Friday morning and I’m weaving my way through early morning London traffic on the bike, as per usual. I was working until midnight the night before (work’s been busy) and had to hurriedly pack my bag and fly out the door this morning to avoid being late. But instead of my laptop and lunch, what’s weighing me down as I get to the top of Crouch Hill is my sleeping bag.

Four of us have taken Friday off to take Sarah on her first wild-camp. We meet at Workshop coffee in Paddington for an americano and a second breakfast. They let us bring our bikes inside which is a special treat that doesn’t happen often in London. Caught-up and fuelled-up we hit the road and head North.

Edgware Road is a total knob of a road but it gets you North very quickly. We have about 20km of being super alert before we hit the lanes and don’t have to worry about traffic again. Our destination is Fotheringhay in Northamptonshire. I’d clocked an idyllic spot on the river a few weeks before and checked with the landowner that they were happy for us to camp out. Our route was pretty much a direct line that Eddie had finessed to take in a café for lunch. It’s not a disaster if you don’t have someone who is good at and/or enjoys making nice routes, but it’s a lovely bonus if you do. Of us, that’s Eddie!

London > Northamptonshire is really flat so a great direction to head in if you’re carrying bags and looking to take it easy. We made good progress despite a few punctures and were ready to stuff our faces at the vintage café Eddie had found in Southill (near Ireland!) by lunchtime. After an assortment of quiche, baguettes, white twixes (!) and cake, we cracked on, chatting our way up through Bedforshire and Cambridgeshire, into Northamptonshire. Our nature highlight was spotting a black squirrel which confused all of us until we had the data to investigate (pigmentation mutation). The last town before our camp was Oundle, home to a riverside microbrewery, so we stopped for a slightly premature celebratory half. By the time we reached our riverside spot in Fotheringhay, the sun was low in the sky and it was the perfect time for a pre-dinner swim. After accidentally providing an unfortunate strip-tease for a couple of evening walkers, we jumped in. The water was so clear and a treat on tired legs.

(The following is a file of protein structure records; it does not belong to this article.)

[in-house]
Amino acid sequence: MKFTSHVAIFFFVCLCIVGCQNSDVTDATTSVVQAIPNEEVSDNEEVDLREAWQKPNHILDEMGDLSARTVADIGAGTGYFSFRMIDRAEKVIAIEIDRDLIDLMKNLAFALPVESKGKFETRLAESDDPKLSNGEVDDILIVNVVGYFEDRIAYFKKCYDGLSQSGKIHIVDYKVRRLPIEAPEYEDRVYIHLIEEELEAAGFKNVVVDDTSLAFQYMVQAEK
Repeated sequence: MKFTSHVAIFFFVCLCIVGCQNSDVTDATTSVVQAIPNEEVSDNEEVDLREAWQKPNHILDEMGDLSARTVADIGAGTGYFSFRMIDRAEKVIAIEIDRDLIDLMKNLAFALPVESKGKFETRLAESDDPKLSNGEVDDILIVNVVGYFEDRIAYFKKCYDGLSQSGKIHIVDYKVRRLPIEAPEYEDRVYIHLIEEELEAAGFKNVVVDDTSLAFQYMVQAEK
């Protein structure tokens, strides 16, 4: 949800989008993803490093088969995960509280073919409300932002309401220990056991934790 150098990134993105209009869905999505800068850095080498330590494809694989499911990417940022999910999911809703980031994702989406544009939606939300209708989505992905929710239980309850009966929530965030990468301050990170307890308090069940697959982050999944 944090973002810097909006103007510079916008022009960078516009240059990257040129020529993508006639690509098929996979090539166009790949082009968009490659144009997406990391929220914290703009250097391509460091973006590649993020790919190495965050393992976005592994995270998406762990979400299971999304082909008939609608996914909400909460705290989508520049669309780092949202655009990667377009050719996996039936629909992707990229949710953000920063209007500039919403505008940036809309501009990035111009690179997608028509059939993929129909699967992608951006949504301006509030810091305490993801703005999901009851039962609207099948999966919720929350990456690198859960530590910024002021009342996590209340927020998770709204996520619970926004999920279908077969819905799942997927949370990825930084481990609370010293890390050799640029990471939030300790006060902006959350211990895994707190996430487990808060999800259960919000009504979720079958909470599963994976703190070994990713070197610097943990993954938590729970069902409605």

We’d booked a pub around the corner for dinner (it’s September, we were bivvying and thought we’d be grateful for the warmth).

After an absolute feast for tea, we headed back to our remote spot to pick a patch for our bivvies. Key things we looked for were…..

  • As flat as possible (but head uphill if not)
  • Sheltered from the wind
  • With a beautiful sight to wake up to

The sky was thick with the milky way – it was incredible to lie beneath it. After a lot of laughs over Sof and Sarah’s two-person Alpkit bivvy (actually genius when you think about it), we fell asleep watching for shooting stars.

The next day we had a pretty simple objective to get to Peterborough in time for a 1:30pm train back to London. We took our sweet time getting up, much to the dismay of a LOT of sheep who’d moved into our patch to graze. After a extended hunt for a sleeping bag-bag which was eventually found in a pocket (classic!), we rolled away, leaving no trace of our stay.

8km up the road was the Wansford Country Lounge which couldn’t have been a better place to get an outdoor lazy breakfast. Most of the ingredients were sourced locally and, by chance, we got talking to John, famous for ‘John the Farmer’s Eggs’ on our menus.

It had been brilliant sunshine for both days so we were really enjoying eking out every last bit of our trip. In between Wansford and Peterborough was Ferry Meadows, where we took an opportunity for another fresh swim, much to the confusion of Johnny Depp and Neil Young who sat by watching.

We made our train (just) and were back in our homes by 3pm.


Some thoughts:

  • If done over a Saturday-Sunday, a trip like this would still leave you some of your weekend.
  • If you get a train out or back, you can /ride camp much further away than you could otherwise.
  • If you have / can borrow the kit, the amount of planning that went into this (rightly or wrongly!) was probably less than an hour.
Packing list for a basic overnighter:
  • Sleeping bag (+ optional liner)
  • Sleeping mat
  • Bivvy (or tent)
  • Down Jacket (+ optional hat)
  • Leggings / Shorts
  • T-shirt
  • Sliders
  • Charging pack
  • Swimsuit
  • For coffee: Filter / Jetboil / Gas / Lighter / Coffee
  • For dinner: Stove / Pan / Gas / Lighter / Something Good!